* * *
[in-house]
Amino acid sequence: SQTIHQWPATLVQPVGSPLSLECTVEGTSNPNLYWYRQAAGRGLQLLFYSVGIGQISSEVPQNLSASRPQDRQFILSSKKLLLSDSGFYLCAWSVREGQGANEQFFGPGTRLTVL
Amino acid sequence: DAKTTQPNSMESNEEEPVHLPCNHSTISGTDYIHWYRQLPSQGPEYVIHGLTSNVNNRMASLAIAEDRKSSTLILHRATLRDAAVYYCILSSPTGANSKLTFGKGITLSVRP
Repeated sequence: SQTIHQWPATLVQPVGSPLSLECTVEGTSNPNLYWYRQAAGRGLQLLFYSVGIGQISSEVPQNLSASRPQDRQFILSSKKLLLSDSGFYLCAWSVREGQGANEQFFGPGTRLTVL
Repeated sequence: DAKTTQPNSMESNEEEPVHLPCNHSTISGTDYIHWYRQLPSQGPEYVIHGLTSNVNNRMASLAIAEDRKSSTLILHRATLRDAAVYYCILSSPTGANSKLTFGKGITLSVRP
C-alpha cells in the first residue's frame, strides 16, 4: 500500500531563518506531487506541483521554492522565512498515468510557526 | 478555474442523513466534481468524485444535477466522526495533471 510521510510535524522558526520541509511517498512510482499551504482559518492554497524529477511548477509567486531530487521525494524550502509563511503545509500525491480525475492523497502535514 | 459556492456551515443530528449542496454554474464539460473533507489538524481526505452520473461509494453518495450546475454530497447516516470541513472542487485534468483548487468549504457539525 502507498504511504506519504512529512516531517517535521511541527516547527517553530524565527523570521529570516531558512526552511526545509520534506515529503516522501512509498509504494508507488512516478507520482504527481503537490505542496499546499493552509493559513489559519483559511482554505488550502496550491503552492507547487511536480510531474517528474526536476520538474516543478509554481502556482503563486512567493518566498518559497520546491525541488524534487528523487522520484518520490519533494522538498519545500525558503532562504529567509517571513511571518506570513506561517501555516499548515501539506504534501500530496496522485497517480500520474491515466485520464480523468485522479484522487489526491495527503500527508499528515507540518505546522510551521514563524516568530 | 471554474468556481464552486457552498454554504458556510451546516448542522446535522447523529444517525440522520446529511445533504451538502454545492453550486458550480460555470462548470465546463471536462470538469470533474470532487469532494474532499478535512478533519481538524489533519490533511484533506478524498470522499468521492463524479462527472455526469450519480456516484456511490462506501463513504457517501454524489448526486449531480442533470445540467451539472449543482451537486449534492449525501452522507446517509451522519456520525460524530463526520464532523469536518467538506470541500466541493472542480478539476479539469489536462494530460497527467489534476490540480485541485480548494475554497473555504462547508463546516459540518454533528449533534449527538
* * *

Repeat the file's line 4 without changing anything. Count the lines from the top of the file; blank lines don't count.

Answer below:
Repeated sequence: SQTIHQWPATLVQPVGSPLSLECTVEGTSNPNLYWYRQAAGRGLQLLFYSVGIGQISSEVPQNLSASRPQDRQFILSSKKLLLSDSGFYLCAWSVREGQGANEQFFGPGTRLTVL